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The Truth About Pipelines

Pipelines are unsafe. Pipelines are the safest way of transporting large quantities of crude oil over land. During the period between 2002 and 2011, oil pipelines in Canada operated with a 99.9994 per cent safety record.
( Source: Canadian Energy Pipeline Association)
Oil sands crude is more corrosive than other crude oils. There’s virtually no difference between the corrosive properties of oil sands crude and conventional crude. Pipelines from Western Canada have been safely transporting oil sands crude for more than 30 years and conventional crude for more than 60 years.
Learn more at TransCanada Blog: Addressing the corrosion myth.
Oil sands crude is harder to clean up after a spill. Cleaning up oil sands crude poses the same challenges as cleaning up conventional crude. In both cases, environmental and site conditions determine the best procedures and equipment to use.
Pipeline companies do not accept responsibility for spills. Pipeline companies accept 100 per cent responsibility for spills and as much as possible, strive to return any impacted land to the condition it was in before the spill.
Pipeline companies operate pipelines at dangerously high pressure to cut costs. All pipelines have a maximum allowable operating pressure; exceeding that maximum is prohibited by law. In fact, pipeline companies typically operate pipelines at a level below maximum-allowable operating pressure.
When pipelines are taken out of service, the associated costs and risks are the landowners National Energy Board regulation law stipulates that pipeline companies, not landowners, are responsible for abandoned pipelines and are ultimately responsible for the full costs associated with both operating and abandoning their pipelines.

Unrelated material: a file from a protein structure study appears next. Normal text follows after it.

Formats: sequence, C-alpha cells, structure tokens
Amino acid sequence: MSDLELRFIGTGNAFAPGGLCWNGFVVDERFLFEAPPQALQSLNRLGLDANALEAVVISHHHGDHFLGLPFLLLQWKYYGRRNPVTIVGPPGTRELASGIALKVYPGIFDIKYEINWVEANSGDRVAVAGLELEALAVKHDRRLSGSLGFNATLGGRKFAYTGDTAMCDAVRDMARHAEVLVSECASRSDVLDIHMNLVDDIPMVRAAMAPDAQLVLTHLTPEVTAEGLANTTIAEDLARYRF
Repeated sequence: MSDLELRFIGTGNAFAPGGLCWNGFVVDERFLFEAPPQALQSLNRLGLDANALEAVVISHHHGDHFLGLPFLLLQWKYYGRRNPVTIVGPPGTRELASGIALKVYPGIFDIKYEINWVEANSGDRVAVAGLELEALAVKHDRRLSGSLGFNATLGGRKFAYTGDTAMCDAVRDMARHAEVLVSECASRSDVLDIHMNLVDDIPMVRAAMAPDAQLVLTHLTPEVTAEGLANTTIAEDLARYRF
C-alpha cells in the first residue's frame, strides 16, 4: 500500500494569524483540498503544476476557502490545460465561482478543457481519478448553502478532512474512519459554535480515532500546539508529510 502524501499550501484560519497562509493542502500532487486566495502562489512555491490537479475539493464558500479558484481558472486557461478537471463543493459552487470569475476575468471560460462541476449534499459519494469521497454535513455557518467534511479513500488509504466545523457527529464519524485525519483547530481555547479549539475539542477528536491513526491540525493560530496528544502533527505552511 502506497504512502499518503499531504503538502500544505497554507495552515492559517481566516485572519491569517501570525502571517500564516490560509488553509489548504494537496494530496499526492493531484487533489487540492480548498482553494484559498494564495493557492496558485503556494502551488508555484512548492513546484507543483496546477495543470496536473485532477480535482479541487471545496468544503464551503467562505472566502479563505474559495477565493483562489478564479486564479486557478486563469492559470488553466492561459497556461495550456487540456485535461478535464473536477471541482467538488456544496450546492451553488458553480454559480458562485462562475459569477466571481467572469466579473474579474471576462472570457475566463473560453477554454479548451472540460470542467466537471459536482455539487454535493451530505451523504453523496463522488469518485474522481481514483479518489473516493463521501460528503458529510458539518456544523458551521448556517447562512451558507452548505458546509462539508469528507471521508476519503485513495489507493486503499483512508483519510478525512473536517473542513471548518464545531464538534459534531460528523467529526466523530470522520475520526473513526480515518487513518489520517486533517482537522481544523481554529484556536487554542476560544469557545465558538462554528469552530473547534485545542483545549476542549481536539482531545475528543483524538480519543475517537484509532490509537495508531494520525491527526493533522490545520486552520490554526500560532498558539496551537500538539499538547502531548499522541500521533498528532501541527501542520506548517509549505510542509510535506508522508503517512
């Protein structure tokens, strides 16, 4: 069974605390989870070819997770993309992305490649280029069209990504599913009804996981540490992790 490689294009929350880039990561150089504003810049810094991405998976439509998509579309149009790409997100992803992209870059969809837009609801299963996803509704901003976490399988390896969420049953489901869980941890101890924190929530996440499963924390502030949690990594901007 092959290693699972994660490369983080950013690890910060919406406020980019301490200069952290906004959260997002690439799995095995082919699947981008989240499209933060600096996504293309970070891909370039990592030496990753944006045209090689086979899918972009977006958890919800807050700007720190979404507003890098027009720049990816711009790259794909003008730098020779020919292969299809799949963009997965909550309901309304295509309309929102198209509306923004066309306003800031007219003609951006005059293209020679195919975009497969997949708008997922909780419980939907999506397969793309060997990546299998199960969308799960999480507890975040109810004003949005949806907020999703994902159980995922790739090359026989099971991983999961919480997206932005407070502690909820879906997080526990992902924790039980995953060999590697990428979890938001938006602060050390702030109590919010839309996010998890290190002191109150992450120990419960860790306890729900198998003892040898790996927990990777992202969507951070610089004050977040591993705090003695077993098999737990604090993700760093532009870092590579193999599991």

Pipeline companies cut corners in areas such as safety to make more money. Pipeline companies operate under financial regulation. Investments in pipeline safety and integrity are adequately covered by the tolls their customers (oil and gas producers) pay them to transport their product. There is no financial incentive for pipeline companies to cut safety expenses. In fact there is a strong financial incentive to invest in pipeline safety so that their pipelines can continue to operate in a reliable manner.
Canada’s pipelines are old and deteriorating, increasing the risk of spills. With proper maintenance and monitoring a pipeline can be safely operated indefinitely. Pipelines are subject to regular testing and assessment to ensure continued safe operations. The age of a pipeline is not in itself a reason for concern.
Canada’s pipeline regulations are not strong enough. The regulatory process to approve and maintain pipelines is rigorous and transparent to protect the public interest. Pipeline companies must also meet numerous standards prescribed by the Canadian Standards Association related to the design, construction, operation and maintenance of oil and gas pipeline systems.